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My route to qualification

how to become a family lawyer or divorce lawyer

Our colleague Solicitor Hannah Bower, who has recently qualified, tells us about her route to qualification.

Prior to making our UCAS applications, as part of a wider careers initiative, my school arranged for two barristers to come and speak to give us an insight in to the life of a lawyer. Unfortunately, they were obviously having a bad day and it is safe to say that they did not inspire me to want to become a lawyer – the focus was predominantly on the long hours and the expense of qualifying with no guarantee of a job at the end. So, unsurprisingly, at the age of 17 I didn’t think that becoming a lawyer sounded particularly appealing and instead I decided to go to university and study a more general subject which had always interested me at school. In September 2013 I went to Newcastle University and studied an undergraduate degree in Geography and Planning.

I graduated in the summer of 2016 and a few months later decided that I still wanted to pursue a career in law. The route to qualification usually either involves completing a law degree or Graduate Diploma in Law (GDL), followed by the Legal Practice Course (LPC). Once you have completed these you would then start your two year training period. The route to qualification which I took was slightly different.

I started the GDL at City University. The GDL essentially condenses a three year law degree in to one. Following this I was fortunate enough to start a month long work placement with Rayden Solicitors. Luckily for me this evolved in to a year contract as a Paralegal with the firm, which subsequently led to me being offered a training contract. However, I still had not completed the LPC and this was something which I had to do in order to qualify as a solicitor. Unbeknown to me, there were actually a few different options for how you can study the LPC – I decided to work part time throughout my training contract and attend university on a Wednesday. This meant that I was completing my period of recognized training alongside studying the LPC (something which I don’t think many people know is actually an option). You can also study the LPC at weekends and in the evenings so how you choose to do it is personal preference. However, if you don’t study the LPC full time it will take two years to complete as opposed to one. For me, studying on a Wednesday worked really well – although at times it was difficult juggling both fee earning work and studying, I think that this helped develop some of the key skills which are essential for a good lawyer.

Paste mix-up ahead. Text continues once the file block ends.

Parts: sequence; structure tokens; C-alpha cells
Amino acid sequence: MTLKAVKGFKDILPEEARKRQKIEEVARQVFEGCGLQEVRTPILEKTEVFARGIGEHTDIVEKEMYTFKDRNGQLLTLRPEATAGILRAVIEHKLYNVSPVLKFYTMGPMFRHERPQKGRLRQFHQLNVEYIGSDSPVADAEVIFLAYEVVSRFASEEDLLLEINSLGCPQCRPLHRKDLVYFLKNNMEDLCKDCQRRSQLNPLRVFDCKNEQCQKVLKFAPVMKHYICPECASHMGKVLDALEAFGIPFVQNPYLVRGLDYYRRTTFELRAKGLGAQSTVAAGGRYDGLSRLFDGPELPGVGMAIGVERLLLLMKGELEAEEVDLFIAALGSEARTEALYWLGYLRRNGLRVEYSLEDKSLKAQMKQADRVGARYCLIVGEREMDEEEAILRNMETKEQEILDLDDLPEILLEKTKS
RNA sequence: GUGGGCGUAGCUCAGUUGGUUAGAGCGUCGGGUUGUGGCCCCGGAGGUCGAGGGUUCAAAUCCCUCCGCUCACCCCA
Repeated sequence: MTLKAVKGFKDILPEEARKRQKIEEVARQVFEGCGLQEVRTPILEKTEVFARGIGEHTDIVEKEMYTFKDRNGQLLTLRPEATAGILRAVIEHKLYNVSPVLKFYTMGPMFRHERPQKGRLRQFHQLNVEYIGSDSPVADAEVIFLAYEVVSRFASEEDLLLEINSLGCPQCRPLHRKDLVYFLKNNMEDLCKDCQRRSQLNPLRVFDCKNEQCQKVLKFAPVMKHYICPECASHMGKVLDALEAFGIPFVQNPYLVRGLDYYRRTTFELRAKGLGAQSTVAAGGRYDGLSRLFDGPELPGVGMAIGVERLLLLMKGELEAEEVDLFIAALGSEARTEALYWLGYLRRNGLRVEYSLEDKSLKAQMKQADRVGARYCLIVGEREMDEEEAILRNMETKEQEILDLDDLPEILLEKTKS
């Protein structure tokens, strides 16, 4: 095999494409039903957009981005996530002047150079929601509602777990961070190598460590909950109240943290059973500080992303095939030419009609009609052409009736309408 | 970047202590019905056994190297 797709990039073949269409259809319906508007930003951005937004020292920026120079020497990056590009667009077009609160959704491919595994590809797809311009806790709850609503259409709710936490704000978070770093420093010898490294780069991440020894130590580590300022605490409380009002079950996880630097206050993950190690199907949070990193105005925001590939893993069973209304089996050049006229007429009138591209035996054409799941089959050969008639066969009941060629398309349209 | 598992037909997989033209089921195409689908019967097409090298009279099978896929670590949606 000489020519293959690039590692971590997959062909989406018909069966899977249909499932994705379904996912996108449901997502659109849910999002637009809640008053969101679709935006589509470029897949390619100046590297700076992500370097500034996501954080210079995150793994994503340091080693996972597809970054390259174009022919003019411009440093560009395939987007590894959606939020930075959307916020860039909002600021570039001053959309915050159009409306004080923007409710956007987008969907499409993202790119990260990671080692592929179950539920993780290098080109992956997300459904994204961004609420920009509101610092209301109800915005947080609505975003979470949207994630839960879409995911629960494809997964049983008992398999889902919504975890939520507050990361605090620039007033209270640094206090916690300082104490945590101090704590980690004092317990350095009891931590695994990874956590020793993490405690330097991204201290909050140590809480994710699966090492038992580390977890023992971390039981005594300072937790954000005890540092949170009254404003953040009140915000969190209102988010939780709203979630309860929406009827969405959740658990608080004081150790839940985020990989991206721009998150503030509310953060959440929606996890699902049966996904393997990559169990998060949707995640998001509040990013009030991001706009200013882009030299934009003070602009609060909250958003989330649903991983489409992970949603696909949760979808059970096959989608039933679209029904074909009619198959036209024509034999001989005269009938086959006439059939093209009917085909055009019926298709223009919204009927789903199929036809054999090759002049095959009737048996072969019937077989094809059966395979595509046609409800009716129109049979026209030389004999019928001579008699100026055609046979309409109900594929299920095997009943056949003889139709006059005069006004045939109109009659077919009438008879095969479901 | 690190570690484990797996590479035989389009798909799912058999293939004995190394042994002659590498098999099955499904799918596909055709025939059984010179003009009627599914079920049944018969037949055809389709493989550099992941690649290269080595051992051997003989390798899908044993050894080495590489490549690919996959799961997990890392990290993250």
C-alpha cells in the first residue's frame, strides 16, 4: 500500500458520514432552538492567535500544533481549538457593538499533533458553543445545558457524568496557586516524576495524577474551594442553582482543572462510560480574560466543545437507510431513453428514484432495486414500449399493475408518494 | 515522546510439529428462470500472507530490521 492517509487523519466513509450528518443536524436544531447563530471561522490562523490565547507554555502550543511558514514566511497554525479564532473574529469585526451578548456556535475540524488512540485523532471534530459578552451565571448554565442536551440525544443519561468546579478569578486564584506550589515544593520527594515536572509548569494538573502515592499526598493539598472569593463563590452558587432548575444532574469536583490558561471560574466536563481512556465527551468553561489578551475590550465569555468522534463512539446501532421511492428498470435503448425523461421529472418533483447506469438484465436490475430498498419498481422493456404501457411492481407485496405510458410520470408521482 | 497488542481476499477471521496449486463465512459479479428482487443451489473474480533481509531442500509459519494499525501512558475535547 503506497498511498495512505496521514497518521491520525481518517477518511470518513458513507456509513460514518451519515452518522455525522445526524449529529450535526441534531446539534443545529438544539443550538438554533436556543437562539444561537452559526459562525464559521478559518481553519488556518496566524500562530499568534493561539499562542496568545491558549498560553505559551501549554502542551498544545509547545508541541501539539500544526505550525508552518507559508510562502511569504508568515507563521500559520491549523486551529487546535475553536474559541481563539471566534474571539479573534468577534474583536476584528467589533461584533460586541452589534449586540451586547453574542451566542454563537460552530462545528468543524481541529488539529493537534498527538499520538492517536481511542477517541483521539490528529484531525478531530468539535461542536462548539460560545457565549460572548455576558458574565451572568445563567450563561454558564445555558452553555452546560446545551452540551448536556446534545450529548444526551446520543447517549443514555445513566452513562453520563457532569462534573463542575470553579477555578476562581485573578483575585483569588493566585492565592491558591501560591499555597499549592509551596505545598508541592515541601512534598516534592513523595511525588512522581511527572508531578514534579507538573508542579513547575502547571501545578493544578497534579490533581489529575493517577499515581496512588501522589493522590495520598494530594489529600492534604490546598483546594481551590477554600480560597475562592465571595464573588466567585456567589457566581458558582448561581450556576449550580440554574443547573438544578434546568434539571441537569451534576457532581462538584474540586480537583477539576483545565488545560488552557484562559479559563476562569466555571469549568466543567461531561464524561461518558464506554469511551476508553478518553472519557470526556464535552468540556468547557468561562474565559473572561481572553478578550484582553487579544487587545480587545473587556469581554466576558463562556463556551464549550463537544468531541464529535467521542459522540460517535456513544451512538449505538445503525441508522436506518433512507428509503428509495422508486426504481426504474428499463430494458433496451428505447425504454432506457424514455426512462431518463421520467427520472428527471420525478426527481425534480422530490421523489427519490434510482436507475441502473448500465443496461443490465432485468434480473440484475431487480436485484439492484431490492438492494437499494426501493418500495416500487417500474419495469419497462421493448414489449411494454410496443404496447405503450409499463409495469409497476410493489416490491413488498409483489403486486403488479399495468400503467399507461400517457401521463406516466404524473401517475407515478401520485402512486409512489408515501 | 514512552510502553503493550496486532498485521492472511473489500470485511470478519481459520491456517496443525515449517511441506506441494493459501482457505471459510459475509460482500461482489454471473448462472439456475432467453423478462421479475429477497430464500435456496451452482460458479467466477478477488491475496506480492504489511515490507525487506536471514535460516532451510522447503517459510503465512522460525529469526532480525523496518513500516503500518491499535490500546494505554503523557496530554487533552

Qualifying via this route took me a total of 4 years (7, if you include my first undergraduate degree) which is actually really quick – the “standard” route takes a minimum of 6 years. Therefore, this is definitely a route which I would encourage people to consider. The key is finding a training contract with a great firm who are understanding of the fact you are also studying – something which Rayden Solicitors were incredibly supportive of!

Fortunately for me, my experience of the law and becoming a solicitor has been a much more positive experience than the one presented to me at the age of 17. There are lots of different routes to qualification so you can find the one best suited to you and although the different routes can seem long, expensive and daunting, it is definitely one which will pay off in the end.

If you want to find out more about training contracts with Rayden Solicitors please contact our HR department at

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